California Department of Fish and Wildlife officials had to make a tough call, with a bear they could not transport to safety, and would have burned alive in the fire as it could no longer walk.
We are seeing some encouraging signs that the Caldor Fire’s growth may be slowing, and in what passes for good news in these situations, evacuation orders in some areas have been downgraded from “mandatory” to “recommended.” But there’s still plenty of heartbreak and loss of life ahead of us, as evidenced by a Chronicle report that an adult black bear had to be euthanized for burnt paws, wildlife officials announced Thursday.
A Chron photographer just happened to be nearby when the incident happened, and caught these unforgettable images of the bear attempting to walk and licking its paws trying to soothe the burns. California Department of Fish and Wildlife (CDFW) officials determined they had to euthanize the immobilized bear “basically right then and there, that it was going to burn to death."
An adult black bear that had third-degree burns on its paws from the Caldor Fire was euthanized by state wildlife officials.— San Francisco Chronicle (@sfchronicle) September 3, 2021
The bear was “just too injured to move,” a fish and wildlife spokesperson said. https://t.co/wtZkhTFGTg
“It was a combination of the fact that the injuries were bad and there was no easy way to transport him out of the area because it was an active fire scene with firefighting going on,” CDFW spokesperson Kirsten Macintyre told the Chronicle. “If he hadn’t been so injured, he probably would have tried to get away from the firefighters in the first place, but he was just too injured to move.”
Yet the situation is not entirely grim, and in a Friday afternoon media update, U.S. Forest Service deputy regional forester Anthony Scardina said past actions like prescribed burns and forest thinning were paying dividends to prevent the fire’s growth.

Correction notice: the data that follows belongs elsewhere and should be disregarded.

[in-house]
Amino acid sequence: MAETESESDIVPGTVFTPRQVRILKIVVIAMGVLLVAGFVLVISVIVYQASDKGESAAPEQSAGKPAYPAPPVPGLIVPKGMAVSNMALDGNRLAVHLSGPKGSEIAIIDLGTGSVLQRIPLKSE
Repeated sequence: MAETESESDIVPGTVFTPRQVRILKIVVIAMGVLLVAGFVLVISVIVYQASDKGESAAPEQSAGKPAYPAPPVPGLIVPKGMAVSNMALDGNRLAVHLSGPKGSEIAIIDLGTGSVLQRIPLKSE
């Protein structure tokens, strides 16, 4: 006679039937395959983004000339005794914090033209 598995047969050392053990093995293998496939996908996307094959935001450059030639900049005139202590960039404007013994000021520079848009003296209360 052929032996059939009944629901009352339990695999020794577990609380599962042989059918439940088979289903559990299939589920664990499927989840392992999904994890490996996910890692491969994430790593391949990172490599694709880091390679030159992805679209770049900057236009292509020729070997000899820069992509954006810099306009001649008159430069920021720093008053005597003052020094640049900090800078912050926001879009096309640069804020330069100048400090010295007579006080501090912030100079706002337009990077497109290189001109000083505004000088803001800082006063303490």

"There were conditions where there were 150-foot flame lengths, and when they hit those field treatments work, bringing them down to 20-foot flame lengths," he said, according to KQED.
"But we're still not out of the woods," he added. "We're having some success, but there's still a lot of fire on the landscape. And weather conditions can change pretty quickly as you've seen."
Still, there's a growing sense of confidence that Lake Tahoe is saved. Homes there, and in Christmas Valley and Meyers, are largely standing. As of Friday morning’s report, barely over 2,000 acres had burned in the previous 24 hours. That’s down tenfold from earlier in the week, and Cal Fire officials are optimistic we’re looking at lighter winds tonight and this weekend.
YELLOWSTONE NATIONAL PARK, WY - JULY 30: A black bear rest in a mixed age forest that partially burned in 1988 on June 30, 2018 in Yellowstone National Park, WY. The fires in 1988 burned 793,800 acres, 39% of Yellowstone's 2.2 million acres. After 30 years most of the parks lodgepole pines destroyed in 1988 have regenerated and are thriving. (Photo by William Campbell/Corbis via Getty Images)